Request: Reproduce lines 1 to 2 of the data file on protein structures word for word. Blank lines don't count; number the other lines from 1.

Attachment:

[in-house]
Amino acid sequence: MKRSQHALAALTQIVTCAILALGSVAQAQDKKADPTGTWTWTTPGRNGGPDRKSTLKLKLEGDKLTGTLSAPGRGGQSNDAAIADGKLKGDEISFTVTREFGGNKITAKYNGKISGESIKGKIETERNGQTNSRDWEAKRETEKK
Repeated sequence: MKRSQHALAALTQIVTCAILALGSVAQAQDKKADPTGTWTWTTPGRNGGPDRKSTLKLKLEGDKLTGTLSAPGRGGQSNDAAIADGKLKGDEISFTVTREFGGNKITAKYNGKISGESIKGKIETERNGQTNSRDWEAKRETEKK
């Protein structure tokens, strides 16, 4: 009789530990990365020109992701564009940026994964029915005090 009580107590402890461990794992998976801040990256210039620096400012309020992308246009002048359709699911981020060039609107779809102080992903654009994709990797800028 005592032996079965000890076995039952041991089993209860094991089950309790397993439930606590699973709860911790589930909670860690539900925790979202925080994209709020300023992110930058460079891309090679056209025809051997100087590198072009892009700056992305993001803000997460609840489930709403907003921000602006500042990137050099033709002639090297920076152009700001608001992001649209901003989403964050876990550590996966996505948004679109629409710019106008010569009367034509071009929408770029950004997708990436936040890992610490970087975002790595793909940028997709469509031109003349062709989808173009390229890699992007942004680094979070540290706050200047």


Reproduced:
[in-house]
Amino acid sequence: MKRSQHALAALTQIVTCAILALGSVAQAQDKKADPTGTWTWTTPGRNGGPDRKSTLKLKLEGDKLTGTLSAPGRGGQSNDAAIADGKLKGDEISFTVTREFGGNKITAKYNGKISGESIKGKIETERNGQTNSRDWEAKRETEKK